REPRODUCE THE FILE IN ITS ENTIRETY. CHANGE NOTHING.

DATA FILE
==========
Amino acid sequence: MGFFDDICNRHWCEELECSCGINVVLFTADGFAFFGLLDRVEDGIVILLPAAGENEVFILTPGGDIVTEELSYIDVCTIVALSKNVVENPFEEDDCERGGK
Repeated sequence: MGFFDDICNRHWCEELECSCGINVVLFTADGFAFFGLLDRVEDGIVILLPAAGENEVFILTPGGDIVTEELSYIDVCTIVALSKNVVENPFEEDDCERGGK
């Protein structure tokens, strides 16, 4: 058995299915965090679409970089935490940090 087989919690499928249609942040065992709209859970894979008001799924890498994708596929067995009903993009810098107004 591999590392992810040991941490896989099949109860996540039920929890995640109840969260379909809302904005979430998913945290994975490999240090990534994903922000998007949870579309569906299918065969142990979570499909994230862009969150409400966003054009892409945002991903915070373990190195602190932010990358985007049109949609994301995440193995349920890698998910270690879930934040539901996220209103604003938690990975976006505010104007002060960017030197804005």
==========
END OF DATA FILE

Amino acid sequence: MGFFDDICNRHWCEELECSCGINVVLFTADGFAFFGLLDRVEDGIVILLPAAGENEVFILTPGGDIVTEELSYIDVCTIVALSKNVVENPFEEDDCERGGK
Repeated sequence: MGFFDDICNRHWCEELECSCGINVVLFTADGFAFFGLLDRVEDGIVILLPAAGENEVFILTPGGDIVTEELSYIDVCTIVALSKNVVENPFEEDDCERGGK
């Protein structure tokens, strides 16, 4: 058995299915965090679409970089935490940090 087989919690499928249609942040065992709209859970894979008001799924890498994708596929067995009903993009810098107004 591999590392992810040991941490896989099949109860996540039920929890995640109840969260379909809302904005979430998913945290994975490999240090990534994903922000998007949870579309569906299918065969142990979570499909994230862009969150409400966003054009892409945002991903915070373990190195602190932010990358985007049109949609994301995440193995349920890698998910270690879930934040539901996220209103604003938690990975976006505010104007002060960017030197804005």